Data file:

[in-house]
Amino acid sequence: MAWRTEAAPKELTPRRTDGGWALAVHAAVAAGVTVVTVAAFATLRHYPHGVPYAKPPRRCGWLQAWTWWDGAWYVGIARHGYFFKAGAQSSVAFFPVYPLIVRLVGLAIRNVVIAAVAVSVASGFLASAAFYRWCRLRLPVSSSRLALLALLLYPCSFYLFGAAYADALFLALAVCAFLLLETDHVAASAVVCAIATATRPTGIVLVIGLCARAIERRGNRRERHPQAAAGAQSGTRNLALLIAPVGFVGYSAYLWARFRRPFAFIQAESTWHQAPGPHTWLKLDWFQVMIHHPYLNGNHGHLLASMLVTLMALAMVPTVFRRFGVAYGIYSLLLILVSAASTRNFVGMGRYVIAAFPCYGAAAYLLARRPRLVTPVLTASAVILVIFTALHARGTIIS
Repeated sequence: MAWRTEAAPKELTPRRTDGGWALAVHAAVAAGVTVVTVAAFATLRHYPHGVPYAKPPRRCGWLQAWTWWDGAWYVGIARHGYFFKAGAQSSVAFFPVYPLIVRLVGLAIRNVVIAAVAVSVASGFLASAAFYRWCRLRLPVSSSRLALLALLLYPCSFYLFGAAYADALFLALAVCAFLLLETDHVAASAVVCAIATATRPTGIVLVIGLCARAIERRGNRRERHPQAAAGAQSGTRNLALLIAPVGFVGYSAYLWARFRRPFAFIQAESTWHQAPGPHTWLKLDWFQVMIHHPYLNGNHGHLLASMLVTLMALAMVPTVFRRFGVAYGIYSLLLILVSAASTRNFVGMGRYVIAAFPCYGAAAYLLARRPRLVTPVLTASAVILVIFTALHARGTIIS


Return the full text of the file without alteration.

[in-house]
Amino acid sequence: MAWRTEAAPKELTPRRTDGGWALAVHAAVAAGVTVVTVAAFATLRHYPHGVPYAKPPRRCGWLQAWTWWDGAWYVGIARHGYFFKAGAQSSVAFFPVYPLIVRLVGLAIRNVVIAAVAVSVASGFLASAAFYRWCRLRLPVSSSRLALLALLLYPCSFYLFGAAYADALFLALAVCAFLLLETDHVAASAVVCAIATATRPTGIVLVIGLCARAIERRGNRRERHPQAAAGAQSGTRNLALLIAPVGFVGYSAYLWARFRRPFAFIQAESTWHQAPGPHTWLKLDWFQVMIHHPYLNGNHGHLLASMLVTLMALAMVPTVFRRFGVAYGIYSLLLILVSAASTRNFVGMGRYVIAAFPCYGAAAYLLARRPRLVTPVLTASAVILVIFTALHARGTIIS
Repeated sequence: MAWRTEAAPKELTPRRTDGGWALAVHAAVAAGVTVVTVAAFATLRHYPHGVPYAKPPRRCGWLQAWTWWDGAWYVGIARHGYFFKAGAQSSVAFFPVYPLIVRLVGLAIRNVVIAAVAVSVASGFLASAAFYRWCRLRLPVSSSRLALLALLLYPCSFYLFGAAYADALFLALAVCAFLLLETDHVAASAVVCAIATATRPTGIVLVIGLCARAIERRGNRRERHPQAAAGAQSGTRNLALLIAPVGFVGYSAYLWARFRRPFAFIQAESTWHQAPGPHTWLKLDWFQVMIHHPYLNGNHGHLLASMLVTLMALAMVPTVFRRFGVAYGIYSLLLILVSAASTRNFVGMGRYVIAAFPCYGAAAYLLARRPRLVTPVLTASAVILVIFTALHARGTIIS